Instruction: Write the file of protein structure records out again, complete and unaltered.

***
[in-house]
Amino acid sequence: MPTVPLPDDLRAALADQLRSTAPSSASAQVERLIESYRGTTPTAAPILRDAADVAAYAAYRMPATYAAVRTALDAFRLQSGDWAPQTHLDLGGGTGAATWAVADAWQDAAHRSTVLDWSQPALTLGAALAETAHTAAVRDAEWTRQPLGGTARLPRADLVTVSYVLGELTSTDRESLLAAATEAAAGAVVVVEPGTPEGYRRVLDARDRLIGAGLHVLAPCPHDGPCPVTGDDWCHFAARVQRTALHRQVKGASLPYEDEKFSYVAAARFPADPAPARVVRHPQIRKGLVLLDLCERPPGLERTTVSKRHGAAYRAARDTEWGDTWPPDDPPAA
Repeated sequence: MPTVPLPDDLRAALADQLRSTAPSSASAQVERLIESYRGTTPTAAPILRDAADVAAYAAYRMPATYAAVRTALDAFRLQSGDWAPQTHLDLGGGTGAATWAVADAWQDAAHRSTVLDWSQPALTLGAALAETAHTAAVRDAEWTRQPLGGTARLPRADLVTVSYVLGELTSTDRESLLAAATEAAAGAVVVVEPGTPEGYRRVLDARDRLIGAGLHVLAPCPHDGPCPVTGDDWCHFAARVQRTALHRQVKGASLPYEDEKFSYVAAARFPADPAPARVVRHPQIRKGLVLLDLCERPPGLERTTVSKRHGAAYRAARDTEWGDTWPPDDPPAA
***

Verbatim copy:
[in-house]
Amino acid sequence: MPTVPLPDDLRAALADQLRSTAPSSASAQVERLIESYRGTTPTAAPILRDAADVAAYAAYRMPATYAAVRTALDAFRLQSGDWAPQTHLDLGGGTGAATWAVADAWQDAAHRSTVLDWSQPALTLGAALAETAHTAAVRDAEWTRQPLGGTARLPRADLVTVSYVLGELTSTDRESLLAAATEAAAGAVVVVEPGTPEGYRRVLDARDRLIGAGLHVLAPCPHDGPCPVTGDDWCHFAARVQRTALHRQVKGASLPYEDEKFSYVAAARFPADPAPARVVRHPQIRKGLVLLDLCERPPGLERTTVSKRHGAAYRAARDTEWGDTWPPDDPPAA
Repeated sequence: MPTVPLPDDLRAALADQLRSTAPSSASAQVERLIESYRGTTPTAAPILRDAADVAAYAAYRMPATYAAVRTALDAFRLQSGDWAPQTHLDLGGGTGAATWAVADAWQDAAHRSTVLDWSQPALTLGAALAETAHTAAVRDAEWTRQPLGGTARLPRADLVTVSYVLGELTSTDRESLLAAATEAAAGAVVVVEPGTPEGYRRVLDARDRLIGAGLHVLAPCPHDGPCPVTGDDWCHFAARVQRTALHRQVKGASLPYEDEKFSYVAAARFPADPAPARVVRHPQIRKGLVLLDLCERPPGLERTTVSKRHGAAYRAARDTEWGDTWPPDDPPAA